Former executive of Pacific Hospital of Long Beach appears in court

01 Apr

SANTA ANA – A former hospital executive from Corona del Mar who admitted bribing a state senator and paying millions of dollars in illegal kickbacks appeared in federal court Monday for the first time.

Michael D. Drobot Sr., 69, has agreed to plead guilty to two charges – conspiracy and payment of kickbacks – and to cooperate with the federal prosecution of Sen. Ronald Calderon.

But in what the U.S. Attorney’s Office called a formality, Drobot, the former CEO of Pacific Hospital of Long Beach, appeared before a magistrate judge Monday and pleaded not guilty.

His lawyer, Jeffrey Rutherford, said Drobot entered that plea only because the magistrate cannot accept a guilty plea in such a case. Drobot is expected to plead guilty at his next court date, which has not been scheduled but could be in about two weeks, prosecutors said.

Meanwhile, attorneys in a separate civil prosecution against Drobot, his son and related companies were also in federal court in Santa Ana on Monday. A lawyer for Drobot’s son, pharmacy sales executive Michael R. Drobot Jr., said he could face criminal charges.

In February, Drobot Sr. signed a plea agreement admitting he helped pay $20 million to $50 million in kickbacks to doctors, chiropractors and others who referred patients to his hospital for spinal surgeries.

In the plea agreement, Drobot Sr. also said he paid Calderon bribes so the senator would support legislation that made the kickback scheme easier. The bribes included golf outings, private plane flights and expensive dinners, the plea agreement says.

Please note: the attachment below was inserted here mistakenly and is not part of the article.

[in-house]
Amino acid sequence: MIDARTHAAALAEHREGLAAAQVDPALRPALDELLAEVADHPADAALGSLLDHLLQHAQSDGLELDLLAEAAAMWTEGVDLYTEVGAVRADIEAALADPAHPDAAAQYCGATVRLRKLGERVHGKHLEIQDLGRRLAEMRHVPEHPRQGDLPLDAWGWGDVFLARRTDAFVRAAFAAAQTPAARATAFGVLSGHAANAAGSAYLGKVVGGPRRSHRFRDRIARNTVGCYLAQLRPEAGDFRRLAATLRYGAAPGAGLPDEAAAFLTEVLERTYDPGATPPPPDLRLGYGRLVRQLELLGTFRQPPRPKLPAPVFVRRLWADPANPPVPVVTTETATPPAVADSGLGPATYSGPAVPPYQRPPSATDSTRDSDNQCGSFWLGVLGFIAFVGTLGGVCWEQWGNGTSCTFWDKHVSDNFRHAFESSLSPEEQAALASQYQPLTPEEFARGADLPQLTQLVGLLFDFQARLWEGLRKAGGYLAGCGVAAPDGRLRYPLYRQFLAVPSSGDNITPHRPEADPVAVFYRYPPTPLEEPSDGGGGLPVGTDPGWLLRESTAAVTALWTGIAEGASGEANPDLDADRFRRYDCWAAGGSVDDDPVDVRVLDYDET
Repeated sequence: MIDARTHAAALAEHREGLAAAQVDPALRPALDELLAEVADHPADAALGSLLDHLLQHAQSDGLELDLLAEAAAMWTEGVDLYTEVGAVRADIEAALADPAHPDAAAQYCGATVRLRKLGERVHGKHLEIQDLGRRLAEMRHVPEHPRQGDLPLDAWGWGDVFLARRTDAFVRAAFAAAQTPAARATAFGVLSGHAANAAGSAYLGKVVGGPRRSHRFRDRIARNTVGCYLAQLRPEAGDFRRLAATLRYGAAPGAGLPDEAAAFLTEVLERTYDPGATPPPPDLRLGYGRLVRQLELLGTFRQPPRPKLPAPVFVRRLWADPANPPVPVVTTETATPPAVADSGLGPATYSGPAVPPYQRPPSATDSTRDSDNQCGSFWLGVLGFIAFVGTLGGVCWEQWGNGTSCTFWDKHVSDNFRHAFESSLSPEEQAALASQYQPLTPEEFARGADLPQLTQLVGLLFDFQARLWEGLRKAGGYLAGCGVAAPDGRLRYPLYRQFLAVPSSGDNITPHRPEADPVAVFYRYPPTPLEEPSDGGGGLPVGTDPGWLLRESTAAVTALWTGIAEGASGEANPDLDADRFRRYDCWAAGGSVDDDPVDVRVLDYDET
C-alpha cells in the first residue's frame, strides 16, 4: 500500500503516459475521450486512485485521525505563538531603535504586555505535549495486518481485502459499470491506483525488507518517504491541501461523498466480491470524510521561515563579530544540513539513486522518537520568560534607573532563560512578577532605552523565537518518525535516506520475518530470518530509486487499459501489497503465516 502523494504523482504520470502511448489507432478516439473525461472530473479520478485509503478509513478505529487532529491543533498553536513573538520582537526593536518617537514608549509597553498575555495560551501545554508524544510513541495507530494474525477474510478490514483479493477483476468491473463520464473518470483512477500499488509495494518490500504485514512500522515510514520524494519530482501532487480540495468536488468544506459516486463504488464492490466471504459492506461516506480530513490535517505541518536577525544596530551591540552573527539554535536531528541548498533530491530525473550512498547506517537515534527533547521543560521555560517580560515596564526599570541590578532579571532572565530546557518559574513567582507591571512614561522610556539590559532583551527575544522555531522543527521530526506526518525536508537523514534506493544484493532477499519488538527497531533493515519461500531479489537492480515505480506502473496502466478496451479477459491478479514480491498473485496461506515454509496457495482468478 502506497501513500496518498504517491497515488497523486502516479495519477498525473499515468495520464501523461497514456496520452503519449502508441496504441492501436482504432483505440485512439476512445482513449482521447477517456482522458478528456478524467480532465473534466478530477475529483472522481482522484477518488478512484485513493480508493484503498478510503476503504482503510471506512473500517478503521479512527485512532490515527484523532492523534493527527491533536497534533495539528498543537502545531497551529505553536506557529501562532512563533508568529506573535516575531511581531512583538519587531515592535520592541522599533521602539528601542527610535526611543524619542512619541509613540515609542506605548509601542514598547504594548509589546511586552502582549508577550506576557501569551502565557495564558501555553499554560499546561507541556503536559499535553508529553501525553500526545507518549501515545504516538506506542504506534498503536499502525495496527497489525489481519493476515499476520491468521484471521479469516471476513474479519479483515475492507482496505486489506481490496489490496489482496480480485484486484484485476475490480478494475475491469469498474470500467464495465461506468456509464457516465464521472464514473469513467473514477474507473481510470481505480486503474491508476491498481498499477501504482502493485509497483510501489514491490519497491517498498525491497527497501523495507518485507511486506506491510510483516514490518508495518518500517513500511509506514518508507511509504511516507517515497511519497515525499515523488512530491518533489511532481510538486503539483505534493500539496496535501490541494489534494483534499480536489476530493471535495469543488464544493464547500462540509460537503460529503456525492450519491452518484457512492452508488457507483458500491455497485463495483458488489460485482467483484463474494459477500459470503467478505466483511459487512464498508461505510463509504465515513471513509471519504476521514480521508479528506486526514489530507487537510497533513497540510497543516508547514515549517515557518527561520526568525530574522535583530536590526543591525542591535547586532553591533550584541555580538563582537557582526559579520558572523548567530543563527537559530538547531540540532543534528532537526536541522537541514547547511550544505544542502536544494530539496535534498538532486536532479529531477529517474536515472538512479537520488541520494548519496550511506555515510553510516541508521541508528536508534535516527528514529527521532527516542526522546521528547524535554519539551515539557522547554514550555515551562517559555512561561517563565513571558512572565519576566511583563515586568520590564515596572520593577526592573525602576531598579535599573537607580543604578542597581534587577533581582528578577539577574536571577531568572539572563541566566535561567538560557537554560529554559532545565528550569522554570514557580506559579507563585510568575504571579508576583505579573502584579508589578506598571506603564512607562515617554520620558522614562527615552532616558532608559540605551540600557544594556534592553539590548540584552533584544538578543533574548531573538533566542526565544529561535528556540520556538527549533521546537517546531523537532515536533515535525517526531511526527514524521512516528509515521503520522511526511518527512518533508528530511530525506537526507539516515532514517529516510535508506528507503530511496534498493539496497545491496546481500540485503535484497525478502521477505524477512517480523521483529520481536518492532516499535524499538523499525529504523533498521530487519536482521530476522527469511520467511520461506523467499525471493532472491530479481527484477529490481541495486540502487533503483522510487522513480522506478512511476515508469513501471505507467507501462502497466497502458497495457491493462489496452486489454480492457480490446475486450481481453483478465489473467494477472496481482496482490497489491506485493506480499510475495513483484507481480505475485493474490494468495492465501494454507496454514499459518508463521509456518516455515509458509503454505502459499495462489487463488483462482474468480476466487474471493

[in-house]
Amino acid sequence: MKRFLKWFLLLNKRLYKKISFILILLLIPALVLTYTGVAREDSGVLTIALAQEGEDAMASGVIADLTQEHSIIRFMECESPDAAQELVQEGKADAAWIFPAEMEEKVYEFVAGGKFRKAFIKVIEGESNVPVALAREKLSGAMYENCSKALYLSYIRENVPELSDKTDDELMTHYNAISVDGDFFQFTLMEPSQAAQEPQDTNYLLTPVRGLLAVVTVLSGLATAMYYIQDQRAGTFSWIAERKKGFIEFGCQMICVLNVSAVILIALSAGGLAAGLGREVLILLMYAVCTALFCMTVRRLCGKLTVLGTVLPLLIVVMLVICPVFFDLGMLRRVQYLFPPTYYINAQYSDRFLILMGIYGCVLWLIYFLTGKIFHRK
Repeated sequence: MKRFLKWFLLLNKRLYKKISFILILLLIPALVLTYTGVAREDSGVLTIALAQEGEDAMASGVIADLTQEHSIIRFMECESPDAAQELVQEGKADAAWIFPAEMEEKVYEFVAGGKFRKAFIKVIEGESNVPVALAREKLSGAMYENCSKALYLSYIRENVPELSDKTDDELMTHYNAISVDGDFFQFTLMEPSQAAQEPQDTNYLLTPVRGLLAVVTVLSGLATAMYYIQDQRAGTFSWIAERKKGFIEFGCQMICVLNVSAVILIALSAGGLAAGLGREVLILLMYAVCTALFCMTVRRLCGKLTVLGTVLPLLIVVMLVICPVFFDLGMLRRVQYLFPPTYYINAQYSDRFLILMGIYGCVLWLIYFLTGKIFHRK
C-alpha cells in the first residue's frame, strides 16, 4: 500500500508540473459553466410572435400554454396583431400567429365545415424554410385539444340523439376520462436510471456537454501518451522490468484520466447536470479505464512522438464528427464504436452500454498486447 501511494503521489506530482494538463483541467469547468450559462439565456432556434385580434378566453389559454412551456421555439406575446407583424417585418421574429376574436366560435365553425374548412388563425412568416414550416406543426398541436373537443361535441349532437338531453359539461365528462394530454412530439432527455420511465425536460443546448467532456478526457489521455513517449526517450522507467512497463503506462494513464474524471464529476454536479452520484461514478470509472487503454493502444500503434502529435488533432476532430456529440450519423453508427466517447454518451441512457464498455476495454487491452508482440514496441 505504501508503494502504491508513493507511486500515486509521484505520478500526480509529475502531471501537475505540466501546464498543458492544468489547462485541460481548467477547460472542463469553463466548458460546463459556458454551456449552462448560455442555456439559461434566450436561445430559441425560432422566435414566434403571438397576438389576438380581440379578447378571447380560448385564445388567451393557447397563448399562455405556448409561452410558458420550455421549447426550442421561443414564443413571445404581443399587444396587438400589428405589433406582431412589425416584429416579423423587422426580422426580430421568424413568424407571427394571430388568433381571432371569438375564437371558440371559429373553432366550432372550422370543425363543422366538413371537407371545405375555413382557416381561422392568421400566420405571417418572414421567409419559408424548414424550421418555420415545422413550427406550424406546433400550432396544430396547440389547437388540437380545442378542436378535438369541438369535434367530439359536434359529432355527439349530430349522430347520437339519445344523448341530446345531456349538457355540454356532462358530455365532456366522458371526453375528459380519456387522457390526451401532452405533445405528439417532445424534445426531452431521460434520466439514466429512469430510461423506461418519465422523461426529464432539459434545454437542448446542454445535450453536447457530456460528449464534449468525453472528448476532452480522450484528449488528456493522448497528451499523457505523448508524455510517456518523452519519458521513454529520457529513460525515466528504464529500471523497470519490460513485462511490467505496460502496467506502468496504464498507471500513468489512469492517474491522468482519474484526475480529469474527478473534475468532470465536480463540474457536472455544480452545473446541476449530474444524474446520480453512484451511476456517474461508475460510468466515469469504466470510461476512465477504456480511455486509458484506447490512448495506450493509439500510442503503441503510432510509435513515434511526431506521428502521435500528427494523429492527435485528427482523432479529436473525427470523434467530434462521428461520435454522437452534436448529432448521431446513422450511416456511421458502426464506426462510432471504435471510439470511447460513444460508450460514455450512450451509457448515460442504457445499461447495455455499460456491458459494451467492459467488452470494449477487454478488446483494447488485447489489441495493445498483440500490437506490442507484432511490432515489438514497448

Calderon has pleaded not guilty to charges of mail fraud, wire fraud, tax fraud, bribery and money laundering. His brother, former Assemblyman Tom Calderon, pleaded not guilty to similar charges.

In the civil case, which was filed before the criminal prosecution, the State CompensationInsurance Fund accuses the Drobots and their companies of “massive workers’ compensation fraud.” The lawsuit says the Drobots inflated the prices of spinal implants and medication and got reimbursements that cost the state fund millions or hundreds of millions of dollars.

Nicholas Roxborough, a lawyer for Drobot Jr., is seeking to delay part of the civil case by six months because his client is facing possible criminal charges. Roxborough said Drobot Jr. should not have to show up to a deposition and be forced to invoke his Fifth Amendment privilege to remain silent when that silence can be used against him in a civil case.

A lawyer for the State Compensation Insurance Fund, John Hueston, said the defendants have asserted the Fifth Amendment “frivolously” and too broadly. Hueston said Drobot Jr.’s lawyer has “stonewalled” discovery, the process in which the two sides of a case must exchange information.

Hueston said a delay could push back a trial date set for February.

U.S. District Judge Andrew Guilford did not issue a ruling Monday.



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